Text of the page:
The Bipartisan Budget Act of 2018, passed overnight and signed this morning by President Trump to end the second federal government shutdown of this year, includes two key provisions for whistleblowers previously introduced by Senator Charles Grassley but removed from the January budget deal.
The Department of Justice recovered more then $3.7 billion in settlements and judgments in Fiscal Year 2017 from the False Claims Act according to the press release issued last week. The majority of the funds recovered were in lawsuits initiated by whistleblowers. Qui tam lawsuits led to $3.4 billion of the $3.7 billion in settlements and judgments.
We are reaching the end of a decade since mortgage fraud hit its peak in 2007. However, the latest settlement by IberiaBank suggests that at least one lender continued aspects of mortgage fraud against the Federal Housing Administration (FHA) well after becoming informed of their wrongdoing.
We learned last week that the first settlement of claims in the government’s ongoing investigation of ties between pharmaceutical manufacturers and patient assistance programs happened in September when Aegerion Pharmaceuticals agreed to pay more than $35 million to resolve criminal charges and a civil False Claims Act lawsuit.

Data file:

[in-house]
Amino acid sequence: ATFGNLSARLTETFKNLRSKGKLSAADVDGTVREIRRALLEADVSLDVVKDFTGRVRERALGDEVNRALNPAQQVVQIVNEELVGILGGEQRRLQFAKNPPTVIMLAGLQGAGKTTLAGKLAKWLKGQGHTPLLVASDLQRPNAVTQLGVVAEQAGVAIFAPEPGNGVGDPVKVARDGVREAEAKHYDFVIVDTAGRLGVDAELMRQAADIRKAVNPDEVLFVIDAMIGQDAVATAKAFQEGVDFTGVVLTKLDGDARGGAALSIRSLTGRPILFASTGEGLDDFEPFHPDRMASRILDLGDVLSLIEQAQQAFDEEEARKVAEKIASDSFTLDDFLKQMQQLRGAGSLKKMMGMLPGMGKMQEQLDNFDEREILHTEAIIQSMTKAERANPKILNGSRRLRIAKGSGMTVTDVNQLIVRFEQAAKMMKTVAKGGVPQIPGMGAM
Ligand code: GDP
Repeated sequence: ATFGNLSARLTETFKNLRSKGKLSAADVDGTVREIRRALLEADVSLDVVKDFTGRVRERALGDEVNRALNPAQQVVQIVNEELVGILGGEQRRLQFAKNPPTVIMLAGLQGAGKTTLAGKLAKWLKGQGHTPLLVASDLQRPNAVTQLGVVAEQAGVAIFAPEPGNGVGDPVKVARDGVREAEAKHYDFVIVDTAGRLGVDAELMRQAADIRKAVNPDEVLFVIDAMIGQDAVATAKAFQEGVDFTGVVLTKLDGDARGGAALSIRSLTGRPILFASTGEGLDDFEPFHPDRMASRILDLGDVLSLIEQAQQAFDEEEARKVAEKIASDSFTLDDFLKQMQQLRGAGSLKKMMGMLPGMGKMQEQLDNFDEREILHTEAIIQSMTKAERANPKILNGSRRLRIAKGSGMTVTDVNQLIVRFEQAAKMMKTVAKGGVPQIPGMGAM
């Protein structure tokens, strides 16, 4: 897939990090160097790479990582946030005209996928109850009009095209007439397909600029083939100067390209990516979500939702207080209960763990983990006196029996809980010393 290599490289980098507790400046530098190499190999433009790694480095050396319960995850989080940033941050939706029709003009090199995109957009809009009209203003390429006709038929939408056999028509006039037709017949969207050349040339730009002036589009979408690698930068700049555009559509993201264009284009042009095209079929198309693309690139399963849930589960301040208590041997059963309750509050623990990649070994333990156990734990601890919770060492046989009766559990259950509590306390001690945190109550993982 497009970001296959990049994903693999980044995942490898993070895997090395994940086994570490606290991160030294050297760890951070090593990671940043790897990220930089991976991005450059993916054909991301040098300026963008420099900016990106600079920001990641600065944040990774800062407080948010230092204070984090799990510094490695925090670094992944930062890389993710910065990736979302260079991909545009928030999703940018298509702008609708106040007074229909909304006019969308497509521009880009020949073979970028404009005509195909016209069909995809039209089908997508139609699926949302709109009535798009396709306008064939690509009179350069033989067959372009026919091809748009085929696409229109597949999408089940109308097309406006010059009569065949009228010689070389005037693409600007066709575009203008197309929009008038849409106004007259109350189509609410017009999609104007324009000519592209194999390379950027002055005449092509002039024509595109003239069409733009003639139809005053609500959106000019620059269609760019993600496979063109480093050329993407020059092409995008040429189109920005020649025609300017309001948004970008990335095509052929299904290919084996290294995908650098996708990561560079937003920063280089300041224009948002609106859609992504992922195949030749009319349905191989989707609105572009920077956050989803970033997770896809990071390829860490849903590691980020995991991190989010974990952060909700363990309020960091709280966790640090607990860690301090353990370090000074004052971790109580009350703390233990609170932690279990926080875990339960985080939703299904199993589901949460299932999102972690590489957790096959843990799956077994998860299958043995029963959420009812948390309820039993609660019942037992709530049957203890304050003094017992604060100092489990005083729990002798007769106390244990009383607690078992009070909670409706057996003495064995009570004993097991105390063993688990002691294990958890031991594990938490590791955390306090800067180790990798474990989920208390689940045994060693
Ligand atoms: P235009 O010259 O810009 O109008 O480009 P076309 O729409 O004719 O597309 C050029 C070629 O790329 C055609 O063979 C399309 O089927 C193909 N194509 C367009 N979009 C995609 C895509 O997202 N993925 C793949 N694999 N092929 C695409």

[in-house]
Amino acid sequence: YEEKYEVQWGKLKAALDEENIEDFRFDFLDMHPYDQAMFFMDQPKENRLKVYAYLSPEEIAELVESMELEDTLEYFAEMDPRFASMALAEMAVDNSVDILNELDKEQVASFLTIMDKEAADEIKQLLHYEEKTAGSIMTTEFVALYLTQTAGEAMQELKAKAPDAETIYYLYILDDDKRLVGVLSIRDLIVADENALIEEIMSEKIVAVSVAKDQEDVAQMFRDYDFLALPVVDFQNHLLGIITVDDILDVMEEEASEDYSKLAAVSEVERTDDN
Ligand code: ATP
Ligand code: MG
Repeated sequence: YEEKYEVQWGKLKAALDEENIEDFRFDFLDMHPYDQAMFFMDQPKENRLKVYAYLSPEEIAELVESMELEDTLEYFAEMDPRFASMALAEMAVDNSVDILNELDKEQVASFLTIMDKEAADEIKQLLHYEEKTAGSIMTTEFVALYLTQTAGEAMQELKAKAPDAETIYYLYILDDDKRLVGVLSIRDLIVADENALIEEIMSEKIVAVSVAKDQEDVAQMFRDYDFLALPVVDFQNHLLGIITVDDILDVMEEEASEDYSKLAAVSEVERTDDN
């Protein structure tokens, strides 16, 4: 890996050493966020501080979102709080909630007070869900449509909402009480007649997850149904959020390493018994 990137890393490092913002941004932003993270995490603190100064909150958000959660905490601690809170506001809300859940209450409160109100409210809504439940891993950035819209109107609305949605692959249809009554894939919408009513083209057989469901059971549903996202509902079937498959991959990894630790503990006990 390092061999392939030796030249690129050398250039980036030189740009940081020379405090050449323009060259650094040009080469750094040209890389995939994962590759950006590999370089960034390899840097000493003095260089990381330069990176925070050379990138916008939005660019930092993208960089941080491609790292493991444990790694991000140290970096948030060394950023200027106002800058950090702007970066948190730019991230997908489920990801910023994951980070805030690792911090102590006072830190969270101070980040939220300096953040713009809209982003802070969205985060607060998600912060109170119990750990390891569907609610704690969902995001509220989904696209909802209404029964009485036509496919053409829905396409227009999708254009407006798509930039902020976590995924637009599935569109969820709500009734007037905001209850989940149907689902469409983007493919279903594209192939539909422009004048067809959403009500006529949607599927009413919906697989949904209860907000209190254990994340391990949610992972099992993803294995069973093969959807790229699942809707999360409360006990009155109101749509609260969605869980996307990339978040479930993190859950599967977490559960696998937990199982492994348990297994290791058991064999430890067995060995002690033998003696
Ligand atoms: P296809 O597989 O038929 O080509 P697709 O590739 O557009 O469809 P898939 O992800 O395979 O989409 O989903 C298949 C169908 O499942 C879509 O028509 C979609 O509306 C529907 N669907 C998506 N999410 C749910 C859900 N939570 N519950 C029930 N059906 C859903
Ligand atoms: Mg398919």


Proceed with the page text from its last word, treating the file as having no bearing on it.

The Wisconsin Center for Investigative Journalism has estimated that the state of Wisconsin gave up $11 million when it weakened the Wisconsin False Claims Act and then repealed it as part of the 2015-2017 budget process.
Senator Grassley has proposed 15 amendments to the Senate bill for the Tax Cuts and Jobs Act. Two of those amendments are important to whistleblowers, so we are going to examine them in more detail here.
The Justice Department announced the resolution of a False Claims Act lawsuit with a $75 million settlement by Chemed Corporation and various wholly-owned subsidiaries, including Vitas Hospice Services. The settlement is the largest amount ever recovered under the False Claims Act from a provider of hospice services, according to Acting Assistant Attorney General of the Civil Division, Chad A. Readler.
The Office of the Inspector General (OIG) issued an Early Alert in late August following disturbing reports of abuse against Medicare Beneficiaries during stays in Skilled Nursing Facilities (SNFs). The Alert explained that an estimated 22 percent of Medicare beneficiaries experienced adverse events while at an SNF and 69 percent of these incidents could have been prevented with better care.
After a number of whistleblower lawsuits under the False Claims Act, Novo Nordisk will pay approximately $59 million to settle allegations that it minimized the cancer risk of Victoza, a diabetes medication, after the FDA required it to provide safety communications pursuant to a Risk Evaluation and Mitigation Strategies (REMS) program.
Whistleblowing has traditionally involved insider reports of corporate wrongdoing by employees of a business. A recent whistleblower lawsuit may signal the start of a new era in the False Claims Act as businesses begin to turn in their unethical competition to the U.S. Government in order to preserve fair competition in the marketplace (and earn a bounty for their help).